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Formula 1

McLaren using its ‘entire power’ on COVID-19 projects

by Matt Beer
3 min read

McLaren is harnessing the “entire power” of its Formula 1 team to assist the United Kingdom’s COVID-19 response, according to team principal Andreas Seidl.

The team is one of seven UK-based F1 teams united under the ‘Project Pitlane’ banner to aid the UK with its target to increase ventilator stocks in order to be able to treat coronavirus patients.

According to the BBC, McLaren’s factory has been involved in the production of the Penlon Prima ES02 ventilator model – which the UK has ordered 15,000 of after the design was approved by the Medicines and Healthcare products Regulatory Agency.

“Obviously as soon as it was public that there is this big demand of producing these ventilators in the UK, straight away some of the engineers and also people from production volunteered to look into that,” Seidl said.

“And then we simply became part of this consortium, together with some other big brands and names and the other Formula 1 teams.

“And we put in action then our entire power we have in an F1 organisation – not just on production side, also on the engineering side, purchasing side and project management side, in order to play our role in manufacturing and assembling these ventilators.

“We’re supporting here with around 100 to 150 people at the moment. Some people via a home office, several people also in the factory on the machines producing parts or helping to do logistics.

“It’s simply impressive to see – not just on our side, looking at the entire F1 paddock – what we actually can produce within three-four weeks of time, when we have to.

“And it’s simply great to see how committed our people also [are] to work on this project. Some of the people are really working 20 hours a day with a clear knowledge and aim to hopefully save lives with what we are doing there.”

UK-based F1 teams have been involved in various medical projects under the ‘Project Pitlane’ banner, their efforts separated into three workstreams – reverse-engineering existing devices, creating new designs and increasing production.

Not every one of the projects will result in a UK government order, with it already known that the government decided against following through with a provisional request for the BlueSky portable ventilator model that a group including Renault and Red Bull has been cooperating on.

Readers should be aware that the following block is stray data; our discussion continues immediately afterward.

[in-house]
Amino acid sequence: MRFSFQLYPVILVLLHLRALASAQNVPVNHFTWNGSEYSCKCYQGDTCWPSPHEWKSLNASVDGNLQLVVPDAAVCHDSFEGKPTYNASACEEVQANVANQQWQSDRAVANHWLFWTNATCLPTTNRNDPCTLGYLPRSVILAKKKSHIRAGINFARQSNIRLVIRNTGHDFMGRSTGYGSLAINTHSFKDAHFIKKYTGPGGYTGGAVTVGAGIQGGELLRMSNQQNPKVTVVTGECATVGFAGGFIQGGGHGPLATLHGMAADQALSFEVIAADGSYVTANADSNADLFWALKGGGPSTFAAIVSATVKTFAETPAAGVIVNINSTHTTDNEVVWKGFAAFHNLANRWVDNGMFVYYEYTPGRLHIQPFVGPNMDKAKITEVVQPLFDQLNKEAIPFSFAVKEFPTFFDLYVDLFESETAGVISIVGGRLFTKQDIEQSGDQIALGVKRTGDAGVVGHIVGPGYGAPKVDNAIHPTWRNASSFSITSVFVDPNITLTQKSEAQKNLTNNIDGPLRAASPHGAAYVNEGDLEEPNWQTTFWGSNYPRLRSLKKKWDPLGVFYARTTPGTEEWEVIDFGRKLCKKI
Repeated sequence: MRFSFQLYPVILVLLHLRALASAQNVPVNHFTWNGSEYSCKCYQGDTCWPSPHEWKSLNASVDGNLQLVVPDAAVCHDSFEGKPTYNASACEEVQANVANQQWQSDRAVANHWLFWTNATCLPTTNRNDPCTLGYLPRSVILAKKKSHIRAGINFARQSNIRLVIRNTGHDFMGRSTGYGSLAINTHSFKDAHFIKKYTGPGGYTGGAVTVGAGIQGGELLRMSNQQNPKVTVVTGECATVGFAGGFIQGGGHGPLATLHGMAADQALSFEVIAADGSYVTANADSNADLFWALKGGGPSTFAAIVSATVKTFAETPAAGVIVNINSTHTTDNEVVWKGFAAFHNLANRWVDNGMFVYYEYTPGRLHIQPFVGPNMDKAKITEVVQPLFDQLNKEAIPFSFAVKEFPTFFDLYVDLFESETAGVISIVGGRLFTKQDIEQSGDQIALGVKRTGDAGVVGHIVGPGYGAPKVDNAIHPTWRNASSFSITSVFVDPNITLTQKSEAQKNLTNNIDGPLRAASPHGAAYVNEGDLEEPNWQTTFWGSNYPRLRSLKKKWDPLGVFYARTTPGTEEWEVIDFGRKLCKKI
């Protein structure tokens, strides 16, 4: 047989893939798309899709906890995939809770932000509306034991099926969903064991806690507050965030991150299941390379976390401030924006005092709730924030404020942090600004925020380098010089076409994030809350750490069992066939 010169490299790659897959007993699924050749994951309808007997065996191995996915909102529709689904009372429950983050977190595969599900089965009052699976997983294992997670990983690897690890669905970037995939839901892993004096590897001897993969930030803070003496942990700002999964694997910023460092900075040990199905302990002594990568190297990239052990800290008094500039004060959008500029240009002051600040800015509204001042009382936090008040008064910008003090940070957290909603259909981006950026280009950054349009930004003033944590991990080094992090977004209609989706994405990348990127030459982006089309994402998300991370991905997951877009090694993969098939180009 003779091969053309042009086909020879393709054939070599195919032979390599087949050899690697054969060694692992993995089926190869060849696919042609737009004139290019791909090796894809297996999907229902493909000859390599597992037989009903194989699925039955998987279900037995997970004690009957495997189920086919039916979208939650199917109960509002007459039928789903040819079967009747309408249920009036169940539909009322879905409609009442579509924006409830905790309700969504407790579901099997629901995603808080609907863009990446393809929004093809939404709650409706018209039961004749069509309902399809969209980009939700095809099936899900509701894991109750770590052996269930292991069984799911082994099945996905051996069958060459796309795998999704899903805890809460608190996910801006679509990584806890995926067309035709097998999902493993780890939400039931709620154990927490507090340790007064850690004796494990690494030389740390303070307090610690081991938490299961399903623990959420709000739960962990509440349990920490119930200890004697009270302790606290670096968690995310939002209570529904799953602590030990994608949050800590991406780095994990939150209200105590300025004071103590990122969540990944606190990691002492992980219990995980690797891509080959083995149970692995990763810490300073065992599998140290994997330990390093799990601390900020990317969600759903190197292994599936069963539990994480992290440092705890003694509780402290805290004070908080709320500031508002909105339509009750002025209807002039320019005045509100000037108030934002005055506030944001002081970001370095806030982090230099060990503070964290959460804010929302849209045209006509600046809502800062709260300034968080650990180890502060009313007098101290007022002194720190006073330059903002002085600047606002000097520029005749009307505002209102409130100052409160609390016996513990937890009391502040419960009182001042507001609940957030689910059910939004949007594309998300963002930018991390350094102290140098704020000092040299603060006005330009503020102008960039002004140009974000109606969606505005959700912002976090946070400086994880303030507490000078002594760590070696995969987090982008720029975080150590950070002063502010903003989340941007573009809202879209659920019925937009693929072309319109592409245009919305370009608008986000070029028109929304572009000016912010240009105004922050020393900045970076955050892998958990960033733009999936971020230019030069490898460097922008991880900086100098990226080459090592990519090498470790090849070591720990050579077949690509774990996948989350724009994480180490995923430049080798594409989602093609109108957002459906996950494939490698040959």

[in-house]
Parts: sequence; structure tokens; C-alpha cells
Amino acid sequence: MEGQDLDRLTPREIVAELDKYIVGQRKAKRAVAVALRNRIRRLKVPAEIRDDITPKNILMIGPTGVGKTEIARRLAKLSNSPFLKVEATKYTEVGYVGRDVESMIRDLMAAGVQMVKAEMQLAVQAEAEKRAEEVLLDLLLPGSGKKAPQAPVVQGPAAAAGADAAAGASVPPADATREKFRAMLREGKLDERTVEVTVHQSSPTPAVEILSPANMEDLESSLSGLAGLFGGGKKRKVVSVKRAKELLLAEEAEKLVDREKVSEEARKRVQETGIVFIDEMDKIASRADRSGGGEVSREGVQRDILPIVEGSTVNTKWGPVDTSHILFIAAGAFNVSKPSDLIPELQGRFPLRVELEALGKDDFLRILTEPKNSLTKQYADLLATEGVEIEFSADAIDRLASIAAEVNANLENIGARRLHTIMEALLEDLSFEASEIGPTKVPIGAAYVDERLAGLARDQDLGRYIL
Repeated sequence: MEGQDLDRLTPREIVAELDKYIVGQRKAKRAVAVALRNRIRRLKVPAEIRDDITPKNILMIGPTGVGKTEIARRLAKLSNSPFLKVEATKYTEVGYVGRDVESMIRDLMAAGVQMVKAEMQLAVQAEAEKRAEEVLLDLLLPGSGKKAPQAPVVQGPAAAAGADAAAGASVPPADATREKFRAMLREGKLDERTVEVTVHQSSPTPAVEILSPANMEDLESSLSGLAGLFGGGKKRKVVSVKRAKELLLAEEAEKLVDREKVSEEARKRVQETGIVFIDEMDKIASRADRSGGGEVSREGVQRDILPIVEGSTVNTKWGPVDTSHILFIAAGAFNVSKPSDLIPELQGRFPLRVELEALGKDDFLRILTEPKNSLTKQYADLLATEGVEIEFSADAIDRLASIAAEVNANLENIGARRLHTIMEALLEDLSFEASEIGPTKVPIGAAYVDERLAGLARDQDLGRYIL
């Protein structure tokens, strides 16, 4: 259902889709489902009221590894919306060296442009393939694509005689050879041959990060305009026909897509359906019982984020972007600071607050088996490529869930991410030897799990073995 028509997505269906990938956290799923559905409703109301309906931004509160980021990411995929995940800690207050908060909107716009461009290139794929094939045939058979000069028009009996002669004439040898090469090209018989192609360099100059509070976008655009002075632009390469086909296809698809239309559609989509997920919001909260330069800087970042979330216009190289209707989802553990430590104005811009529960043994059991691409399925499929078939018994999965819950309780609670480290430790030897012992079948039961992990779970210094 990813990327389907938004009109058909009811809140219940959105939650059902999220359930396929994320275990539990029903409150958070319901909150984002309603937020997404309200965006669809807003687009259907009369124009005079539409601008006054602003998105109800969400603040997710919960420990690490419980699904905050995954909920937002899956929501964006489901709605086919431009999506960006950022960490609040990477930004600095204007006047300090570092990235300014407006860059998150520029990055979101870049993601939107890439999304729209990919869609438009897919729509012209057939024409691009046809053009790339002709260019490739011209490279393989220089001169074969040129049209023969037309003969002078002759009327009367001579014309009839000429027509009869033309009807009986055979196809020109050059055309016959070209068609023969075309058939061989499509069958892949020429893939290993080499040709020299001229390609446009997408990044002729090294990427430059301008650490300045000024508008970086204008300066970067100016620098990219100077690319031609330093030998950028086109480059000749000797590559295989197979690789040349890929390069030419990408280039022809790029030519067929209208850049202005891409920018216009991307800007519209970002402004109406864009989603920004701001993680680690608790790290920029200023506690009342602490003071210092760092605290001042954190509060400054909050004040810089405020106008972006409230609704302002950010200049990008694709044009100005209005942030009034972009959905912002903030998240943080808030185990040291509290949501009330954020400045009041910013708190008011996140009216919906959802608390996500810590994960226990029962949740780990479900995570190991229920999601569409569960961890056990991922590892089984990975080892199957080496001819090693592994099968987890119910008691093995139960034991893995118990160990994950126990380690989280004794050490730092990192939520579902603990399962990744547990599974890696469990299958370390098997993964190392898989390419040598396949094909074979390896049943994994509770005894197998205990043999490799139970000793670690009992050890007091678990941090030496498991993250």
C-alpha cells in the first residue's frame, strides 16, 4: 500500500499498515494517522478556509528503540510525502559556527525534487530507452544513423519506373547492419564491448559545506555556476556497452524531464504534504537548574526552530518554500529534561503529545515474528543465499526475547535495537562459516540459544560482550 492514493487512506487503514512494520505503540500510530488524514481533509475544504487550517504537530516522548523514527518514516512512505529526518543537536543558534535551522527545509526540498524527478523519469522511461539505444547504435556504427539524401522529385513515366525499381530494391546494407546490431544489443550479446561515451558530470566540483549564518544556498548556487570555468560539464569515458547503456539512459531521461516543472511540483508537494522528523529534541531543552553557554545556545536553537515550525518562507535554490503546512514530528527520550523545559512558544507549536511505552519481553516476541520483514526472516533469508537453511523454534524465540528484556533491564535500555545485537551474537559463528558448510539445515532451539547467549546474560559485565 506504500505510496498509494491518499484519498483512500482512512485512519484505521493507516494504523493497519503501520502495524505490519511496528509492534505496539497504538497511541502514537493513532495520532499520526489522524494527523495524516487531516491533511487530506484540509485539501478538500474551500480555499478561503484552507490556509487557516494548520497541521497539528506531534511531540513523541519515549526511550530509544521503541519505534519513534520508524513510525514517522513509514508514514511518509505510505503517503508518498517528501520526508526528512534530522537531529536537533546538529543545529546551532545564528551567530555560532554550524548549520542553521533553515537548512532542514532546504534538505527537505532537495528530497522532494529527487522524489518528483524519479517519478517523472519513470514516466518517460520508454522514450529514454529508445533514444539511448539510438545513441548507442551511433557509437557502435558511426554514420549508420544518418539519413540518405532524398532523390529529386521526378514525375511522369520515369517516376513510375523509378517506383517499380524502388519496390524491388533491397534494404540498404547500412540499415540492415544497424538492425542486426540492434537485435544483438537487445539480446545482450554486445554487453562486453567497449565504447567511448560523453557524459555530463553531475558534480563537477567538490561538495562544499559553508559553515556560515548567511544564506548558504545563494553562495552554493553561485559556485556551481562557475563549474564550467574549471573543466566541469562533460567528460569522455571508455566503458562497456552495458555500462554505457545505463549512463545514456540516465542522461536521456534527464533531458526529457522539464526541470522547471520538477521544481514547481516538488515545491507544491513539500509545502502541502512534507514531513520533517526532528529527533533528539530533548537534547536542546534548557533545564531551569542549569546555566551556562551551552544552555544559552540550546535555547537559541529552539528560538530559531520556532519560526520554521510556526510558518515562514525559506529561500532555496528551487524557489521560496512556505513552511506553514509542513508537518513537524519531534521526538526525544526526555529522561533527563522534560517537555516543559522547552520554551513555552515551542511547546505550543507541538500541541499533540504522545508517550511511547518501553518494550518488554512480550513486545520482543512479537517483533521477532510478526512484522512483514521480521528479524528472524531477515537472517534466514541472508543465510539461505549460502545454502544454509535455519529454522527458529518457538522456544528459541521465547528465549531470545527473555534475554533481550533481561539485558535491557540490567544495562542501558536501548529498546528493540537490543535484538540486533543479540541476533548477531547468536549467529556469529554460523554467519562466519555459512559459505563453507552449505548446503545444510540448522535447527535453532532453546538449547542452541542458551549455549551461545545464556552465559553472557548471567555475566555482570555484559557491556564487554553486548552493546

Speaking to Sky Sports earlier this week, BlueSky designer Alastair Darwood said he was hoping the model could “stand as a back-up device” or “help countries who perhaps don’t have the access to ventilators that we do”, whereas Red Bull team principal Christian Horner said he was deeply encouraged by the sight of F1 arch-rivals Red Bull and Renault uniting for the cause.

Christian Horner

“I’ve never seen anything like it, where competitive nature has been put to one side – in Milton Keynes we house side-by-side Renault, Enstone employees, we had all their volunteers, we had over 200 of our own volunteers, working non-stop on this project, working side by side with each other,” Horner said.

“For all the differences that Cyril [Abiteboul, Renault F1 managing director] and I have had over the years, our teams came together, in a Red Bull factory, with the mechanics working side by side in their different uniforms for one cause.

“Guys like [Renault tech advisor] Bob Bell and in particular [Red Bull chief engineering officer] Rob Marshall just working night after night to come up with solutions on the hoof, to keep this project driving forward. It was phenomenal to see, phenomenal.”

F1 teams have been involved in efforts to combat COVID-19 outside the UK, too. On Thursday, Ferrari announced it “has started to produce respirator valves and fittings for protective masks at its Maranello plant”.

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